Peak emissions from fossil fuels could be reached by 2025, with the contribution to global energy supply falling to 73 percent by 2030, after for decades it had been stuck well above 80 percent. This is thanks to renewables, energy efficiency and electrification, which have completely reconfigured the energy scenario by the end of the decade.
This is the most important message to emerge from the International Energy Agency's (IEA) World Energy Outlook 2023, the most authoritative international report on energy scenarios, presented today, October 24, and obtained in a preview by Renewable Matter. Good news ahead of the COP28 climate negotiations in Dubai.
The combination of the growing momentum of clean energy technologies and structural and geopolitical economic changes around the world has had major implications for fossil fuels, shifting the peaks in global demand for coal, oil, and natural gas possible as early as this decade. A resounding statement: this is the first time it has been outlined in scenarios developed by the World Energy Outlook (WEO23), which has always been the go-to gospel for governments and multinational corporations.
Decarbonization, full steam ahead
The IEA report describes an energy system by 2030 in which clean technologies will play a much larger role than they do today. Globally, solar photovoltaics will generate more electricity than the entire U.S. energy system currently does; about 10 times as many electric cars will be on the road as those currently registered; the share of renewables will reach nearly 50 percent of the global electricity mix (up from about 30 percent today); heat pumps and other electric heating systems will surpass fossil fuel boiler sales globally while investment in new offshore wind projects will be three times that of gas and coal-fired thermal power plants.
“The transition to clean energy is happening all over the world and is unstoppable. It's not a question of if it will happen, but how soon – and the sooner, the better for all of us,” said IEA Executive Director Fatih Birol. “Governments, companies and investors must support the transition to clean energy rather than hinder it. The benefits are immense, including new industrial opportunities and jobs, energy security, cleaner air, universal energy access and a safer climate for all. Considering the tensions and volatility in today's traditional energy markets, claims that oil and gas represent safe choices for the world's energy and climate future appear weaker than ever.”
An acceleration strategy
The World Energy Outlook's scenario is based only on current government policy settings (Stated Policy Scenario, STEPS). However, as the report indicates, the growing geopolitical tensions in the Middle East must be taken into account, which once again bring attention to energy security and instability in oil markets, 50 years after the oil shock that led to the founding of the IEA. This scenario will create further instability for an uncertain global economy that is stubbornly suffering from the effects of inflation and high interest rates.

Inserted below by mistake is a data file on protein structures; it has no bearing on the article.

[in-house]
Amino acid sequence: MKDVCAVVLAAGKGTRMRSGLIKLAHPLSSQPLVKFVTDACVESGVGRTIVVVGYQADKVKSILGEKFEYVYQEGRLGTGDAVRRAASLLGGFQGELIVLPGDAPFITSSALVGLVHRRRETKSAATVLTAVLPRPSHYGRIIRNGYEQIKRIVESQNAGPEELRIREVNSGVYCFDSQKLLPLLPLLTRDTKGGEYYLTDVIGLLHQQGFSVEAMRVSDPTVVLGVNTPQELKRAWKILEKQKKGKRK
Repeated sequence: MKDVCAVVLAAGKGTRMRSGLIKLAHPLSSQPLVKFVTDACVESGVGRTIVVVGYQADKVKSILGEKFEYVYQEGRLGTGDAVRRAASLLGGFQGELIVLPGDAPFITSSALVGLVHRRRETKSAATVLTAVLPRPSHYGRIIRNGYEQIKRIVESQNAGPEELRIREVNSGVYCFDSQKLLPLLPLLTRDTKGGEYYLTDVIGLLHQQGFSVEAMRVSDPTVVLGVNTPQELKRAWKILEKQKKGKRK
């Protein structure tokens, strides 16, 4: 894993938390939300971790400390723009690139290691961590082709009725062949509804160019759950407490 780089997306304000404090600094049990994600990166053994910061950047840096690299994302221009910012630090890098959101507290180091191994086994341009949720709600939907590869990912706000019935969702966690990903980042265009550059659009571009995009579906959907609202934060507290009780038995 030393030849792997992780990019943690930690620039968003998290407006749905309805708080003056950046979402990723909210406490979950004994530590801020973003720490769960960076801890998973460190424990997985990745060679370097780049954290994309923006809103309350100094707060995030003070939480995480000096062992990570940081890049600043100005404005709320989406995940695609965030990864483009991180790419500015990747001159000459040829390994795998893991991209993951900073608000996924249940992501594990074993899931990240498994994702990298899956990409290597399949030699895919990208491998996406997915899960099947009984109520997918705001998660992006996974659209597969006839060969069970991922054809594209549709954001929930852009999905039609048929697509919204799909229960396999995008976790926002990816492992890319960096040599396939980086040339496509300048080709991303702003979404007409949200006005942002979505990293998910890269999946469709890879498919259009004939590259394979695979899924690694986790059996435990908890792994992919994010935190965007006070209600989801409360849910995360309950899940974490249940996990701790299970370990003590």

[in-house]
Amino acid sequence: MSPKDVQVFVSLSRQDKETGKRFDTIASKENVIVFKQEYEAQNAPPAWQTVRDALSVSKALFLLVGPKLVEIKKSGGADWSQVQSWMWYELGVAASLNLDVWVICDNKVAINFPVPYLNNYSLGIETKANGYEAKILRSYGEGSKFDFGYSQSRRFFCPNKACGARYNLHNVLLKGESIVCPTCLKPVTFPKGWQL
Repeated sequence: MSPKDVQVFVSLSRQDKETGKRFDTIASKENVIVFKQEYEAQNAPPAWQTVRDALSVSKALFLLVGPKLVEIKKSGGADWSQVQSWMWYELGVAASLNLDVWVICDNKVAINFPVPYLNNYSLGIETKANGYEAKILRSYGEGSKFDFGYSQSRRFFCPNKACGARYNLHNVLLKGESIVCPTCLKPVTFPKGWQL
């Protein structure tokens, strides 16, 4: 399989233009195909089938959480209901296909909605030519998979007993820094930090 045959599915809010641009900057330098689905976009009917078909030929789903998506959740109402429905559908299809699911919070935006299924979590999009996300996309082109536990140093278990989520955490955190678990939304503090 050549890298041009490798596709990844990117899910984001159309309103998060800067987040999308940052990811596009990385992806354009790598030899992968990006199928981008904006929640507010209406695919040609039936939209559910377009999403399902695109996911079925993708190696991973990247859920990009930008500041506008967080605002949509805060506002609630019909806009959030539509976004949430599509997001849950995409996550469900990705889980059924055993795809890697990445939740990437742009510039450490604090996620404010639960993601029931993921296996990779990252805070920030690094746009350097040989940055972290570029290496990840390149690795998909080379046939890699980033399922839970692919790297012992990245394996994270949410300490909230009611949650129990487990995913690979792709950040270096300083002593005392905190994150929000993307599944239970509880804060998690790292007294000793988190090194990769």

To further accelerate the decarbonization of the energy sector, WEO23 proposes a comprehensive strategy based on five pillars: tripling global renewable energy capacity; doubling the rate of energy efficiency improvements; reducing methane emissions from fossil fuel operations by 75 percent; supporting innovative and large-scale financing mechanisms to triple clean energy investments in emerging and developing economies; and measures to ensure an orderly phase-out of fossil fuels, including an end to new approvals of coal-fired power plants.
Strategy that could be well taken up in the December U.N. negotiation to provide working directions for nations for the period from the annual Global Stocktake (the state of global decarbonization) to the next one in 2028. As well as giving clear investment guidance to global funds and large (and small) shareholders.
The peak of fossils
If coal and oil (whose market is increasingly unstable) are sharply downsized – but not slowing down as required by climate models – it is worth noting how what has repeatedly been called “the transitional fossil energy source,” namely natural gas, also loses steam. Its golden age, announced in 2011 by the very same report, comes to an end. In fact, the IEA has once again revised downward its forecast for natural gas demand. If in 2022 the demand for natural gas by 2040 had already been sharply downsized (570 bcm, about 12 percent reduction from previous years), in the new document the estimates have been corrected with a staggering drop of another 140 bcm, a direct consequence of the energy crisis triggered by Moscow.
This is news that is expected to trigger panic among those who have invested in new LNG projects that will come on stream starting in 2025 (equivalent to about 45 percent of current global LNG supply). On the one hand, these projects will alleviate concerns about gas supply prices, but on the other hand they also risk creating an oversupply and thus becoming redundant in the 2030-40 decade, entering the class of stranded assets.
If the data were to be confirmed by the facts (and reality has often exceeded some of the IEA's rosiest decarbonization predictions) opportunities for Russia to expand its customer base would collapse. Russia's share of internationally traded gas, which was 30 percent in 2021, is set to fall by half by 2030.